NHS officials said testing would end across the NHS, in adult social care and hospice services and in other settings from 31 August.
Asymptomatic testing will continue for patients admitted to care homes and hospices both from hospitals and from the community and for 'transfers for immunocompromised patients into and within hospital', the DHSC confirmed.
Testing will also continue to be available in the event of outbreaks in settings such as care homes.
The government said the decision had been taken in light of falling COVID-19 cases, which it said demonstrated the success of the UK vaccination programme.
The latest infection survey from the Office for National Statistics showed that infections had 'continued to fall across much of the UK to levels last seen in mid-June', and that decreases were consistent across 'nearly all ages'.
In the week ending 6 August around one in 40 people in England were infected with COVID-19, along with around one in 40 in Wales in the week to 8 August, one in 50 in Northern Ireland and one in 30 in Scotland.
Health and social care secretary Steve Barclay said: 'Thanks to the success of our world-leading vaccination roll-out, we are able to continue living with COVID-19 and from 31 August we will pause routine asymptomatic testing in most high-risk settings.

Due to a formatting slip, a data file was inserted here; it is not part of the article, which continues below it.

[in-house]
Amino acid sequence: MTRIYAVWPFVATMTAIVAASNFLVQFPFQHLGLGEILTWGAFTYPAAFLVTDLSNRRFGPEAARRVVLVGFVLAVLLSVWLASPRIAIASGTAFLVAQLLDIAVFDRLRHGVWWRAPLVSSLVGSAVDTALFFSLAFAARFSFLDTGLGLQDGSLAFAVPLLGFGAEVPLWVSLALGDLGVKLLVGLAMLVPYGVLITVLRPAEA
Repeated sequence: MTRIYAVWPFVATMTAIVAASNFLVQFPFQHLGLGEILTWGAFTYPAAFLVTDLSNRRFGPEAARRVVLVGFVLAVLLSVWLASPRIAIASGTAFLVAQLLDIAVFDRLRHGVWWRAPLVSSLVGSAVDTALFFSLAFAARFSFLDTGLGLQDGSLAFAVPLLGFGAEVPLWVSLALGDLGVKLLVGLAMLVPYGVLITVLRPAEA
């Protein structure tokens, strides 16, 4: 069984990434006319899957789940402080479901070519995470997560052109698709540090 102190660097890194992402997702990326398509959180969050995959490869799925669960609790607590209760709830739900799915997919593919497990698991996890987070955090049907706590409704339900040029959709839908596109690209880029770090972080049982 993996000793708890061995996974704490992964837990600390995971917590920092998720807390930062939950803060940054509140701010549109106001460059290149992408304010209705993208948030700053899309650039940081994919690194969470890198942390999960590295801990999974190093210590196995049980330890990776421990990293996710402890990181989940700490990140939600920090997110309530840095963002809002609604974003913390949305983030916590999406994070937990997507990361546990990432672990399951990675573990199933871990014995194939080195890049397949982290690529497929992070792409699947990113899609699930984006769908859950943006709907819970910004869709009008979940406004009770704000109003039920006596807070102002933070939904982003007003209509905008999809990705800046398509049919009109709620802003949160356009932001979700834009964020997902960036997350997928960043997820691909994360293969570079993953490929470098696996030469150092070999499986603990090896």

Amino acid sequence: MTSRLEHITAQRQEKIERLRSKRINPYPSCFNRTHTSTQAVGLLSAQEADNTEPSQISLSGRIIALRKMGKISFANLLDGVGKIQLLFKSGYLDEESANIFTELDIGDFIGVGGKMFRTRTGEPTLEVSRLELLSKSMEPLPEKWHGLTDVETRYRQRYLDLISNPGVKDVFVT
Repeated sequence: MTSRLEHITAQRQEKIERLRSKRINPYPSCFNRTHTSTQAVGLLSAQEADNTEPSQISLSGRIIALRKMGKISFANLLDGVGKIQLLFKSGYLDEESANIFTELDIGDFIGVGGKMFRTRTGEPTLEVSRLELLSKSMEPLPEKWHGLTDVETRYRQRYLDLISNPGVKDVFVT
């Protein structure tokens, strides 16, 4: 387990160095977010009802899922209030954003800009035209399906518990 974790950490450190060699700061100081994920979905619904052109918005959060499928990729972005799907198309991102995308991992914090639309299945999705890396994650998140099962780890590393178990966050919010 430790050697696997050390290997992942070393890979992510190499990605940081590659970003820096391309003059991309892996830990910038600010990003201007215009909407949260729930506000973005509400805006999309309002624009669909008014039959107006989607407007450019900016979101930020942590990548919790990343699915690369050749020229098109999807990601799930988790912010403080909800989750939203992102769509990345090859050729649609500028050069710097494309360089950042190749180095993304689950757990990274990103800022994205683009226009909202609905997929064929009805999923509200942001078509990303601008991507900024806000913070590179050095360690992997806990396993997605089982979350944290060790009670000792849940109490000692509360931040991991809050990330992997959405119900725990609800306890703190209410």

Risk of transmission
'This reflects the fact case rates have fallen and the risk of transmission has reduced, though we will continue to closely monitor the situation and work with sectors to resume testing should it be needed. Those being admitted into care homes will continue to be tested.
'Our upcoming autumn booster programme will offer jabs to protect those at greatest risk from severe COVID-19, and I urge everyone who is eligible to take up the offer.'
Chief medical adviser to the UK Health Security Agency Dr Susan Hopkins said: 'COVID-19 case rates and hospitalisations are on the decline, demonstrating the positive impact of the vaccines, which remain our best form of defence. The data from our surveillance shows prevalence is low and decreasing, and we will continue to monitor this data closely.'